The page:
BEYOND HUMAN NATURE
(director/writer: Michael Neelsen; screenwriter: Joe Pudas; cinematographer: Michael Nie; editor: Michael Neelsen; music: Alexander Valdes; cast: Mike Piaskowski, Randy Winkler, Cal Monfils, Steve Kaplan, Francine Enright, John Zakowski; Runtime: 80; MPAA Rating: NR; producers: Natalie Pohorski/Jared Gores/David Neelsen/Michael Neelsen; 1091 Pictures; 2023)
“What’s interesting about this true crime story is that it lets us see how the legal system works, a system that is thought by many to be far from perfect.”
Reviewed by Dennis Schwartz
The Milwaukee residing Michael Neelsen (“Last Day at Lambeau”) directs a compelling true crime story about a still questionable murder case after thirty years. The well-told documentary is co-written by Neelsen and Joe Pudas. It’s about the Tom Monfils homicide investigation of 1992. Tom drowned in a vat of pulp at a Green Bay, Wisconsin, paper mill with a 40-pound weight tied around his body in November 22, 1992.
It resulted in six of Monfils’ co-workers convicted of murder, a decision that divided the small-town. Even when viewed today, some believe justice was served, others believe the convicted men were railroaded.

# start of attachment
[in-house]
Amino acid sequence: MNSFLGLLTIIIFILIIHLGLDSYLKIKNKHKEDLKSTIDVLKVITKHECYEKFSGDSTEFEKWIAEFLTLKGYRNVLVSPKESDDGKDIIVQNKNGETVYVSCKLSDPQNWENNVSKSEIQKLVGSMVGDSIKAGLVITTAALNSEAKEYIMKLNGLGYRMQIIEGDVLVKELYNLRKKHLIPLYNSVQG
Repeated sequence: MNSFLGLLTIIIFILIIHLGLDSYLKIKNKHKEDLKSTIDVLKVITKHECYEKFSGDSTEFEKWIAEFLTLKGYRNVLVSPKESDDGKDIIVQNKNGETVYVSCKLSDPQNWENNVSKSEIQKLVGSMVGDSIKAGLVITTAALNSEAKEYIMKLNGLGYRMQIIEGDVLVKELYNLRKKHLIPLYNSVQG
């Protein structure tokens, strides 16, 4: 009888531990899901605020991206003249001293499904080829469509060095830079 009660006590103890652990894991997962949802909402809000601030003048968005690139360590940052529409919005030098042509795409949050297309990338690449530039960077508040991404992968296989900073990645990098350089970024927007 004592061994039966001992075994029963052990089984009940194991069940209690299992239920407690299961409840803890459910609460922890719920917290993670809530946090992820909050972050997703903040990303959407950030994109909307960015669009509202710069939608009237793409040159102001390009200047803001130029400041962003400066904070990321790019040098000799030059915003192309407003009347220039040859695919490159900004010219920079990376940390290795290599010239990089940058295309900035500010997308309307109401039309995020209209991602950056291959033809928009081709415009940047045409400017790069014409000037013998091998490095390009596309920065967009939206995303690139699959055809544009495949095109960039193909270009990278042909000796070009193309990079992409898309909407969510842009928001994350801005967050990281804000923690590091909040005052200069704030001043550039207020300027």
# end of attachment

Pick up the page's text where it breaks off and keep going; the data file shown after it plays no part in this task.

The police investigation concluded Tom was murdered in retaliation for telling police that one of his co-workers, Keith Kutska, had been stealing electrical wire from the mill. All six men were convicted of first-degree murder in 1995 and four are still in prison waiting to soon be released.
Evidence emerged that Monfils committed suicide after police accidentally released audio recordings of Monfils’ accusations to the co-workers. What’s surprising is that Tom’s brother Cal believes from the onset it was a suicide.
Neelsen uses found footage, recreations and interviews with people involved in the case, TV news footage, new interviews, dramatic reenactments and animation, as he attempts to get out all that’s known about the case (i.e, what led to their convictions) without judging guilt or innocence.
What’s interesting about this true crime story is that it lets us see how the legal system works, a system that is thought by many to be far from perfect.
It played at the Milwaukee Film Festival.
REVIEWED ON 6/3/2023 GRADE: B